On 2014-01-21 12:28, Sean Dague wrote:
On 01/21/2014 01:14 PM, Joe Gordon wrote:

On Jan 17, 2014 12:24 AM, "Flavio Percoco" <fla...@redhat.com
<mailto:fla...@redhat.com>> wrote:

On 16/01/14 17:32 -0500, Doug Hellmann wrote:

On Thu, Jan 16, 2014 at 3:19 PM, Ben Nemec <openst...@nemebean.com
<mailto:openst...@nemebean.com>> wrote:

   On 2014-01-16 13:48, John Griffith wrote:

       Hey Everyone,

A review came up today that cherry-picked a specific commit to
OSLO
       Incubator, without updating the rest of the files in the
module.  I
rejected that patch, because my philosophy has been that when you
       update/pull from oslo-incubator it should be done as a full
sync of
       the entire module, not a cherry pick of the bits and pieces
that you
       may or may not be interested in.

       As it turns out I've received a bit of push back on this, so
it seems
       maybe I'm being unreasonable, or that I'm mistaken in my
understanding
of the process here. To me it seems like a complete and total
waste
to have an oslo-incubator and common libs if you're going to turn
       around and just cherry pick changes, but maybe I'm completely
out of
       line.

       Thoughts??


   I suppose there might be exceptions, but in general I'm with you.
 For one
   thing, if someone tries to pull out a specific change in the Oslo
code,
   there's no guarantee that code even works.  Depending on how the
sync was
done it's possible the code they're syncing never passed the Oslo unit tests in the form being synced, and since unit tests aren't synced
to the
target projects it's conceivable that completely broken code could get
   through Jenkins.

   Obviously it's possible to do a successful partial sync, but for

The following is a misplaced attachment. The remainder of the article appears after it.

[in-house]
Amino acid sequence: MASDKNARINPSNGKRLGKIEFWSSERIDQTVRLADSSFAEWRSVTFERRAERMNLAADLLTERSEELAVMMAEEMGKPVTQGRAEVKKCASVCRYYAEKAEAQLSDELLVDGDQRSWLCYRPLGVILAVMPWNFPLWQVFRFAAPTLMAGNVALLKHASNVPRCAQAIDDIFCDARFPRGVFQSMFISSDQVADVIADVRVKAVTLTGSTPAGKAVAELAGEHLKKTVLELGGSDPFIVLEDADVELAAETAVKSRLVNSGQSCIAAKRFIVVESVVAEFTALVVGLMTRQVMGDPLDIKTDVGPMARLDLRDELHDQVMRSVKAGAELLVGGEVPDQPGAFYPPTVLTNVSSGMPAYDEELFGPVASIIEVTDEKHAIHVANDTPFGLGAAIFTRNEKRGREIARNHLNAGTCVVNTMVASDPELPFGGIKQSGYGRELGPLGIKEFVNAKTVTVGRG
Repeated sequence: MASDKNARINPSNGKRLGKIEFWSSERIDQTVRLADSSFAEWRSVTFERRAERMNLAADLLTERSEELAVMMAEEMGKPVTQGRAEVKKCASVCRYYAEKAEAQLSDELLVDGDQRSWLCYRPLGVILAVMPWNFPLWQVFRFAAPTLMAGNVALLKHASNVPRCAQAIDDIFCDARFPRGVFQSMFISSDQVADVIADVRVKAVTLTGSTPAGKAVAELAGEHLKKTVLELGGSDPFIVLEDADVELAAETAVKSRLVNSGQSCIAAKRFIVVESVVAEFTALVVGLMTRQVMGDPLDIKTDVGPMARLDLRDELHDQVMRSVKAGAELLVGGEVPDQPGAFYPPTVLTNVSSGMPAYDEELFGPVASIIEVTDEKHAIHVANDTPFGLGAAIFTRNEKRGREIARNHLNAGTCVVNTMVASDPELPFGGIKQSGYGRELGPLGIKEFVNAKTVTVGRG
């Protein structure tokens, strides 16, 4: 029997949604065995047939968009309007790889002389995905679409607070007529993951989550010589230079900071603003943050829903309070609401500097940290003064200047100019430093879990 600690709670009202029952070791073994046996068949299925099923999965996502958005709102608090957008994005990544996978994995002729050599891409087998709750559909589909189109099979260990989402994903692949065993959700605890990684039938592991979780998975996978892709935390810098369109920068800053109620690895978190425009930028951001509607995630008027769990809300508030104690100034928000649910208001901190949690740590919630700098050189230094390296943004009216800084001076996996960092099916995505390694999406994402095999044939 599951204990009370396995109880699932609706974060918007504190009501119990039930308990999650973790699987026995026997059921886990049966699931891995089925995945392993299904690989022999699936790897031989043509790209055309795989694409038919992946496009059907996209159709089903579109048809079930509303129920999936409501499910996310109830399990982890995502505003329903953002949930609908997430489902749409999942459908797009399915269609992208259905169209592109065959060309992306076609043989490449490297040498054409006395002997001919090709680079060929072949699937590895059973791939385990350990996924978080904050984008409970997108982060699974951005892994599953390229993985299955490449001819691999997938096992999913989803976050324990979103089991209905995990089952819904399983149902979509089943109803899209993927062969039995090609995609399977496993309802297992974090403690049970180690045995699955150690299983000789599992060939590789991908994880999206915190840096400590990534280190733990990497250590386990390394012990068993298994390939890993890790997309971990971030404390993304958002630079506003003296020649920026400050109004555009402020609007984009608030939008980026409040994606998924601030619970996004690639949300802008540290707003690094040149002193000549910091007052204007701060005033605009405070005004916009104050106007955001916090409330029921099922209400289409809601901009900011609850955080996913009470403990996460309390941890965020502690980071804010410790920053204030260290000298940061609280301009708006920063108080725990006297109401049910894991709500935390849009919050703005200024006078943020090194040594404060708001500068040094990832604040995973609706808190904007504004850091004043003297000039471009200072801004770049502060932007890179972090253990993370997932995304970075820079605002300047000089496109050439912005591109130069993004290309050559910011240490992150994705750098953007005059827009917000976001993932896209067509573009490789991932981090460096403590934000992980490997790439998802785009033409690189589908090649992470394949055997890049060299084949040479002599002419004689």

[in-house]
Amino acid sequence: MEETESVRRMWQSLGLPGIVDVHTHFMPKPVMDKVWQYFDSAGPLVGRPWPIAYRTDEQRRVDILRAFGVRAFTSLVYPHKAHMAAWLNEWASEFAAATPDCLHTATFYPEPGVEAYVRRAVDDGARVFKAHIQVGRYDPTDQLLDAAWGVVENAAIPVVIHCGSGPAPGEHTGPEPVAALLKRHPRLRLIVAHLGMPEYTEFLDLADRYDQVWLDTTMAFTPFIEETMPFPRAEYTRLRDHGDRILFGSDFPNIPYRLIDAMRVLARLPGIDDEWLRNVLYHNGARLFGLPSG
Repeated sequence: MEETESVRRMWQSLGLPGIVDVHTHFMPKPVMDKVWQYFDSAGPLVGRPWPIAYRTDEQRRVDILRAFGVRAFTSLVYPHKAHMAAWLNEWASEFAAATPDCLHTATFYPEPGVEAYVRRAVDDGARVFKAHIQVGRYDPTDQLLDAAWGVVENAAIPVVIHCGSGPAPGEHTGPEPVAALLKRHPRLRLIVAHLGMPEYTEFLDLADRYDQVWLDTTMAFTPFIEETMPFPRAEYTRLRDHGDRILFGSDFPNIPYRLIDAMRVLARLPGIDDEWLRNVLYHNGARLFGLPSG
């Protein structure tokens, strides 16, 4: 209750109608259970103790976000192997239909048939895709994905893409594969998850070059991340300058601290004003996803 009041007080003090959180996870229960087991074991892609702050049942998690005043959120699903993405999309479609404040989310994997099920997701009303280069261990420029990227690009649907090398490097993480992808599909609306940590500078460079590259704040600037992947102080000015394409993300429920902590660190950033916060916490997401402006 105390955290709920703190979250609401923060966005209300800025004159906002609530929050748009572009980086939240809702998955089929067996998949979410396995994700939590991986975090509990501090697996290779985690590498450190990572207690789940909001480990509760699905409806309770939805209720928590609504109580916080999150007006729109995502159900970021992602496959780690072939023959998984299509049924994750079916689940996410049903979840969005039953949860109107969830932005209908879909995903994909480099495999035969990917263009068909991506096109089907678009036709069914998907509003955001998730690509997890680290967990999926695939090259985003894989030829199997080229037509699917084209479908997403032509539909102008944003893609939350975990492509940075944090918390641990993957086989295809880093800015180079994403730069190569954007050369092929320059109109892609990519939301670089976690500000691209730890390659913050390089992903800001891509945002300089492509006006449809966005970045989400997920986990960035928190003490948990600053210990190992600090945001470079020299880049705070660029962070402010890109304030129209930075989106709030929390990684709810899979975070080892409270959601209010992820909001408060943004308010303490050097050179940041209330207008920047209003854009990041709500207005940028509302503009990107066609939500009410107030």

the sake
   of reviewer sanity I'm -1 on partial syncs without a _very_ good
reason
   (like it's blocking the gate and there's some reason the full
module can't
   be synced).


I agree. Cherry picking a single (or even partial) commit really
should be
avoided.

The update tool does allow syncing just a single module, but that
should be
used very VERY carefully, especially because some of the changes
we're making
as we work on graduating some more libraries will include cross-dependent
changes between oslo modules.


Agrred. Syncing on master should be complete synchornization from Oslo
incubator. IMHO, the only case where cherry-picking from oslo should
be allowed is when backporting patches to stable branches. Master
branches should try to keep up-to-date with Oslo and sync everything
every time.

When we started Oslo incubator, we treated that code as trusted. But
since then there have been occasional issues when syncing the code. So
Oslo incubator code has lost *my* trust. Therefore I am always a
hesitant to do a full Oslo sync because I am not an expert on the Oslo
code and I risk breaking something when doing it (the issue may not
appear 100% of the time too). Syncing code in becomes the first time
that code is run against tempest, which scares me.

I would like to propose having a integration test job in Oslo incubator
that syncs in the code, similar to how we do global requirements.

That would be great, especially given that oslo currently doesn't run
it's own unit tests in parallel, which means it's a lot easier for non
parallel safe code to get in, and we don't bring the unit tests over to
the projects on sync.

Getting preemptive and doing a forward sync for validation would be
really valuable.

        -Sean

That would be nice, but if we could do that then oslo wouldn't be an incubating project. A fair number of the commits to oslo are incompatible with the current state of the consuming projects and require changes to work. A sync job would have to be non-voting at best, and would be broken most, if not all, of the time while we wait to get the necessary changes into all of the consuming projects.

-Ben

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